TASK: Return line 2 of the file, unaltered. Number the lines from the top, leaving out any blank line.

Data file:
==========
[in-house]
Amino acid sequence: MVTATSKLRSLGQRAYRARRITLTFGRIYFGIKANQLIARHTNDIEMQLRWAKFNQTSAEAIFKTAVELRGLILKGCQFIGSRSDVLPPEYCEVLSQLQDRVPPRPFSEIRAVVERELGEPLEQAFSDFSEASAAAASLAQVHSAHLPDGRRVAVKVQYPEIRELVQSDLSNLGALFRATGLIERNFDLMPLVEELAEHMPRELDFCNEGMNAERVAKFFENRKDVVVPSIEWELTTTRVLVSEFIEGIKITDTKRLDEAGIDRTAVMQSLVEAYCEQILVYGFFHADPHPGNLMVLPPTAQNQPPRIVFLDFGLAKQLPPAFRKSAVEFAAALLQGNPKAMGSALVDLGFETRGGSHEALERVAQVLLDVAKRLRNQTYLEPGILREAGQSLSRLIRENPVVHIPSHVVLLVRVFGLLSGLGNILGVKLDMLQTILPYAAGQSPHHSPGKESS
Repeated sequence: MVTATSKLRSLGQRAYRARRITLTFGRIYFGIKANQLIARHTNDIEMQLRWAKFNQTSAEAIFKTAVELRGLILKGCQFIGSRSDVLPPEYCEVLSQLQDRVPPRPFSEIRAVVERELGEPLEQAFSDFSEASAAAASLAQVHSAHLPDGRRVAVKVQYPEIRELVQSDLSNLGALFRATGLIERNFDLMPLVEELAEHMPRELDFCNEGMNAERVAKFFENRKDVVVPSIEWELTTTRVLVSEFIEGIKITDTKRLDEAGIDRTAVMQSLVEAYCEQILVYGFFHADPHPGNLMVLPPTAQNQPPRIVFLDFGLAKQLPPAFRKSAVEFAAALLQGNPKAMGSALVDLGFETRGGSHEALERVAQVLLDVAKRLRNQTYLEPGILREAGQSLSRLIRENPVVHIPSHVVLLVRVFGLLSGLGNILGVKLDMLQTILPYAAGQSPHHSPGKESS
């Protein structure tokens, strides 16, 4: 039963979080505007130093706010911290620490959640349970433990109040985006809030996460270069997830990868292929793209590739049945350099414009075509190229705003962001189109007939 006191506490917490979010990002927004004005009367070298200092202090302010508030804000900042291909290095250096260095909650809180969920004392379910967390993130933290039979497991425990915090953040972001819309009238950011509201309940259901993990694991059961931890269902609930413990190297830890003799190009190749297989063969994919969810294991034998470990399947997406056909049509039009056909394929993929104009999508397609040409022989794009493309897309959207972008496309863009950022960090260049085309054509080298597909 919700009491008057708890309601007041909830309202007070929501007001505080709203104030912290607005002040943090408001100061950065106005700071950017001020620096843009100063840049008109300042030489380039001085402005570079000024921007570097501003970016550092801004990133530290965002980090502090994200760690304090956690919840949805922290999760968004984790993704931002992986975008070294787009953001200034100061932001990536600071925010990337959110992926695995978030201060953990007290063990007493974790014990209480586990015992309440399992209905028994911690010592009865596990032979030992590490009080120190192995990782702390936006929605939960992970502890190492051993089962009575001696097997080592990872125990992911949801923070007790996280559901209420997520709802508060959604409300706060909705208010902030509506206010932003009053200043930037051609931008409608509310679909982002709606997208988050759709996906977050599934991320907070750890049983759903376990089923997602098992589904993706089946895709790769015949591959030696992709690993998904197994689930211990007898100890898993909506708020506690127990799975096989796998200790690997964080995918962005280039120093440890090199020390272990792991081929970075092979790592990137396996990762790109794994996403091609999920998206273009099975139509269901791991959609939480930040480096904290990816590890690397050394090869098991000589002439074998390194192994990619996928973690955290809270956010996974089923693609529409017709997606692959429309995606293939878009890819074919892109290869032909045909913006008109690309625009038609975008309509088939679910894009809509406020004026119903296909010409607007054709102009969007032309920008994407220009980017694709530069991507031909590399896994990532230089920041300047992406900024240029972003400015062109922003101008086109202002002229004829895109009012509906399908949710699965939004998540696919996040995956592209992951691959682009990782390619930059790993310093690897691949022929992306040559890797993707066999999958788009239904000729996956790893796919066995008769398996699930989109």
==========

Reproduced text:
Amino acid sequence: MVTATSKLRSLGQRAYRARRITLTFGRIYFGIKANQLIARHTNDIEMQLRWAKFNQTSAEAIFKTAVELRGLILKGCQFIGSRSDVLPPEYCEVLSQLQDRVPPRPFSEIRAVVERELGEPLEQAFSDFSEASAAAASLAQVHSAHLPDGRRVAVKVQYPEIRELVQSDLSNLGALFRATGLIERNFDLMPLVEELAEHMPRELDFCNEGMNAERVAKFFENRKDVVVPSIEWELTTTRVLVSEFIEGIKITDTKRLDEAGIDRTAVMQSLVEAYCEQILVYGFFHADPHPGNLMVLPPTAQNQPPRIVFLDFGLAKQLPPAFRKSAVEFAAALLQGNPKAMGSALVDLGFETRGGSHEALERVAQVLLDVAKRLRNQTYLEPGILREAGQSLSRLIRENPVVHIPSHVVLLVRVFGLLSGLGNILGVKLDMLQTILPYAAGQSPHHSPGKESS